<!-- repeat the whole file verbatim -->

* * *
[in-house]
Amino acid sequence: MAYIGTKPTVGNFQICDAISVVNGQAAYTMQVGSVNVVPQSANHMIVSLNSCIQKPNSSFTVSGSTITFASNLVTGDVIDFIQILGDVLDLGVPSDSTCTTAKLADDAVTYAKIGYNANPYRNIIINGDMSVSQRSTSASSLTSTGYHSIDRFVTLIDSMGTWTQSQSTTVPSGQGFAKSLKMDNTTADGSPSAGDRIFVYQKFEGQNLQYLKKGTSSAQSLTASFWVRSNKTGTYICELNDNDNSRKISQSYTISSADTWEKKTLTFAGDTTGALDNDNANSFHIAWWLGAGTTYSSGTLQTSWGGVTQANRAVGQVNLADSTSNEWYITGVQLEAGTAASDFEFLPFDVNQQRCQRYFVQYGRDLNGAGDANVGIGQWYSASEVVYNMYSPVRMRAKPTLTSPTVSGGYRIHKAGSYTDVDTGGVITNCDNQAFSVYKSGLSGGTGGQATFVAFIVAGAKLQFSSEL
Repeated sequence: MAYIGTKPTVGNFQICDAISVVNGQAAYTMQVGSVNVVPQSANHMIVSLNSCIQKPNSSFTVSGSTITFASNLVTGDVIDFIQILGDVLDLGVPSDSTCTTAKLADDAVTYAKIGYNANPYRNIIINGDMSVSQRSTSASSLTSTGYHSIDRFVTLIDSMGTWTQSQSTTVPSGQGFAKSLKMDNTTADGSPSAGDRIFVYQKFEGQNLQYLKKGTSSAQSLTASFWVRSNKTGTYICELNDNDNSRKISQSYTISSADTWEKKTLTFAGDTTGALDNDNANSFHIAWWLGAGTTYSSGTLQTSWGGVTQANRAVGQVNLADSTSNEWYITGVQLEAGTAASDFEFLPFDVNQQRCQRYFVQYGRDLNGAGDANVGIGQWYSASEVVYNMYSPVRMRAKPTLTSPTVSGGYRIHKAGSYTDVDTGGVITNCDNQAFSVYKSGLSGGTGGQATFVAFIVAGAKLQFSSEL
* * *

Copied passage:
[in-house]
Amino acid sequence: MAYIGTKPTVGNFQICDAISVVNGQAAYTMQVGSVNVVPQSANHMIVSLNSCIQKPNSSFTVSGSTITFASNLVTGDVIDFIQILGDVLDLGVPSDSTCTTAKLADDAVTYAKIGYNANPYRNIIINGDMSVSQRSTSASSLTSTGYHSIDRFVTLIDSMGTWTQSQSTTVPSGQGFAKSLKMDNTTADGSPSAGDRIFVYQKFEGQNLQYLKKGTSSAQSLTASFWVRSNKTGTYICELNDNDNSRKISQSYTISSADTWEKKTLTFAGDTTGALDNDNANSFHIAWWLGAGTTYSSGTLQTSWGGVTQANRAVGQVNLADSTSNEWYITGVQLEAGTAASDFEFLPFDVNQQRCQRYFVQYGRDLNGAGDANVGIGQWYSASEVVYNMYSPVRMRAKPTLTSPTVSGGYRIHKAGSYTDVDTGGVITNCDNQAFSVYKSGLSGGTGGQATFVAFIVAGAKLQFSSEL
Repeated sequence: MAYIGTKPTVGNFQICDAISVVNGQAAYTMQVGSVNVVPQSANHMIVSLNSCIQKPNSSFTVSGSTITFASNLVTGDVIDFIQILGDVLDLGVPSDSTCTTAKLADDAVTYAKIGYNANPYRNIIINGDMSVSQRSTSASSLTSTGYHSIDRFVTLIDSMGTWTQSQSTTVPSGQGFAKSLKMDNTTADGSPSAGDRIFVYQKFEGQNLQYLKKGTSSAQSLTASFWVRSNKTGTYICELNDNDNSRKISQSYTISSADTWEKKTLTFAGDTTGALDNDNANSFHIAWWLGAGTTYSSGTLQTSWGGVTQANRAVGQVNLADSTSNEWYITGVQLEAGTAASDFEFLPFDVNQQRCQRYFVQYGRDLNGAGDANVGIGQWYSASEVVYNMYSPVRMRAKPTLTSPTVSGGYRIHKAGSYTDVDTGGVITNCDNQAFSVYKSGLSGGTGGQATFVAFIVAGAKLQFSSEL